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FairfaxBusinessVienna mulls more oversight of massage establishments

Vienna mulls more oversight of massage establishments

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The Vienna Town Council is considering modifying town code to tighten up licensing and enforcement provisions for massage salons and other establishments that perform that service.

Council member Ray Brill Jr. requested that Town Attorney Steven Briglia provide possible town-code amendments to address the proliferation of massage establishments in Vienna and its surroundings, as well as possible illegal activity at unlicensed businesses.

Council member Charles Anderson also participated in the discussions and let his overarching goal be known at the Council’s June 13 work session.

“I want to make Vienna an unattractive place for these types of establishments,” he said. “I don’t care if they go to other places in Northern Virginia . . . I don’t think it fits with what our concept of Vienna is.”

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About 100 massage parlors operate in Fairfax County, generating business worth roughly $26 million, added Council member Steve Potter.

Vienna has its own licensing and permitting rules for massage salons, health clubs and other businesses that perform massages. Other jurisdictions in the region have been boosting their monitoring of such businesses.

Area localities were cooperating and running task forces to combat illegal massage operations, but many of those efforts – like so much else – stopped during the pandemic and some jurisdictions have not restarted them, Vienna officials said.

Briglia’s proposed amendments – some of which come from Fairfax County, which also is rewriting its rules – would take out a reference to health clubs and substitute massage-therapy establishments and services.

“If you’re giving a massage, it doesn’t matter where it’s happening,” Briglia said.

New massage businesses must get operating permits from the town and Briglia’s modified code language calls for a $500 fee, plus $150 for each employee working as a masseur, masseuse or massage therapist at the establishments.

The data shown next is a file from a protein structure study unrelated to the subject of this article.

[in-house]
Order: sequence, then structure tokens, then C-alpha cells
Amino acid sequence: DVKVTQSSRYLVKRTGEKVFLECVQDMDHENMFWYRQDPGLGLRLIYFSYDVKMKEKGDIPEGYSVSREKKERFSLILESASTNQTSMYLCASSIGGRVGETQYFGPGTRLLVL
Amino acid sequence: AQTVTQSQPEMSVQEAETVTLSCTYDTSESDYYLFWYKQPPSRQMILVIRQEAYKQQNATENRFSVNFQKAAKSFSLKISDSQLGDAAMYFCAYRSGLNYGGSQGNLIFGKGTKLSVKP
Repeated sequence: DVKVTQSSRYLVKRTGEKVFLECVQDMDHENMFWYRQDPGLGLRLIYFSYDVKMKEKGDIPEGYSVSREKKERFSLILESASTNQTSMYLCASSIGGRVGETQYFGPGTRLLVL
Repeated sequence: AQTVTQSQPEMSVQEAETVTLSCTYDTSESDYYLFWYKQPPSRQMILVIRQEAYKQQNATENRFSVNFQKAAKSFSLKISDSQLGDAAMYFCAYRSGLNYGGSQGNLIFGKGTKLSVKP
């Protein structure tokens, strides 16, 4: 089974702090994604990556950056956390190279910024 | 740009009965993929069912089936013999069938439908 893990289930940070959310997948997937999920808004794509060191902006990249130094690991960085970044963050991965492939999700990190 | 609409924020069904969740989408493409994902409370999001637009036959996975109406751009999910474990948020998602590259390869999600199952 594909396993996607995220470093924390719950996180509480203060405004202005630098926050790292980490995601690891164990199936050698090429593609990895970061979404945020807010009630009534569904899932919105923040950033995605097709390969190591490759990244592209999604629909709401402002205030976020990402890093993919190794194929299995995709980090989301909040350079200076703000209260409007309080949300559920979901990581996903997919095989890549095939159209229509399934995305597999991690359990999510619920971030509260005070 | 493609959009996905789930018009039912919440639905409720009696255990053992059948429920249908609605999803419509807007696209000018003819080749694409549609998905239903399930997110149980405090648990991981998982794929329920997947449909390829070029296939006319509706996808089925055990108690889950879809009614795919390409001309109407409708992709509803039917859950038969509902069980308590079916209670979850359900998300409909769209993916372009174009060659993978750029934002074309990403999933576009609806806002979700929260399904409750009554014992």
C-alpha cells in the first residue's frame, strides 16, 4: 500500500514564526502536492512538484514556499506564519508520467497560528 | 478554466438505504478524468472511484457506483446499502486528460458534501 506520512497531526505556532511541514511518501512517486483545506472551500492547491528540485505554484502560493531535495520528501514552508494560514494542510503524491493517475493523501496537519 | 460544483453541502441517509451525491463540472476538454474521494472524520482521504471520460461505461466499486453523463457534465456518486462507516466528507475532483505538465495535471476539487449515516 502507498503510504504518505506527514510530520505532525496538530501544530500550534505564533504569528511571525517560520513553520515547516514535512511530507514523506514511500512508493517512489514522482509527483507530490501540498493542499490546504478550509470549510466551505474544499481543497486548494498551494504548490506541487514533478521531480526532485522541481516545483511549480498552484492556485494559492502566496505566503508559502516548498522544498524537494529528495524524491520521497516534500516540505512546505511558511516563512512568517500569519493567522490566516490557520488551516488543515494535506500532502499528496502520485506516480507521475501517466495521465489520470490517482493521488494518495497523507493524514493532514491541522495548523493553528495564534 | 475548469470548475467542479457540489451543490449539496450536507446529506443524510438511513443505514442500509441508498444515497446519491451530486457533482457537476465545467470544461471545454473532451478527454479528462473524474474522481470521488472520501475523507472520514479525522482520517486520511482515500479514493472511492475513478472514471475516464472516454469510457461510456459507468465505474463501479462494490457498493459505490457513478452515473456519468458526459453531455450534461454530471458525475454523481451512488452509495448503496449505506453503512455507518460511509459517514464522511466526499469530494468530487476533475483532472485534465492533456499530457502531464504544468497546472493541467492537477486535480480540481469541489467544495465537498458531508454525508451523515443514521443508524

The fees reflect considerable staff time devoted to performing background checks, Briglia said.

Those operators and employees also would have to disclose all massage establishments that they had owned or worked at during the past three years, and list whether and why their permits or licenses had been revoked or suspended.

The proposed code language makes clear that Vienna officials will visit the businesses randomly to ensure they are properly licensed, Briglia said.
“Currently, it’s basically just an annual license that’s automatically renewed,” he said, adding that the modified code would place a one-year expiration date on such licenses.

Operators then would have to renew their licenses and again show which people are working there, with background checks only required for new personnel, Briglia said.

The draft language also would require massage establishments to leave their front doors unlocked during regular business hours, Brill said. Permits would become void if establishments transferred ownership, he said.

Vienna officials have not decided yet which town department primarily would be responsible for monitoring massage businesses.

Briglia recommended against having town police take the primary compliance role, because many of the necessary reviews are administrative. The town government regularly gives businesses the chance to rectify mistakes, but violations that continue may necessitate police involvement, he said.
The extra enforcement effort likely will require some additional staffing, said Town Manager Mercury Payton.

Vienna police conduct background investigations for owners of massage establishments and their employees who give massages.

The Vienna Police Department, using a variety of Internet sources, knows which massage businesses are problematical, said Vienna Police Chief James Morris.

“We’re focusing on getting them into compliance” with existing rules, “so we at least know they’re there and what they’re doing,” he said.

A task force consisting of town police and Vienna financial and planning-and-zoning staff already has found success by having one massage business, which was well-known to police, follow the rules, Morris said. Many such establishments in town are aboveboard, he added.

Regarding an ordinance, “you probably do need something with more teeth into it, because there is some confusion as to who enforces what,” Morris said. “The minute we go in, it’s the big hammer, the big police presence.”

In order to clear up final responsibilities and ordinance language, and ensure proper legal advertising, the Council likely will not take up the proposed town-code changes for massage establishments until August.

The Council for now will not consider requiring conditional-use permits for those businesses, instead of allowing them by-right.

Requiring conditional-use permits would force applicants to submit to a review by the Vienna Planning Commission and approval by the town’s Board of Zoning Appeals (BZA), said Deputy Planning and Zoning Director Michael D’Orazio, who was attending his last Council meeting before departing for another job.

Massage establishments previously were allowed via conditional-use permit, but that changed with Council decisions in 2000 and 2012 to allow such uses by-right in commercial and industrial areas, D’Orazio said.

The Vienna BZA recommended that massage establishments be allowed by-right because they do not generate more noise or traffic impact on the community, Briglia said.

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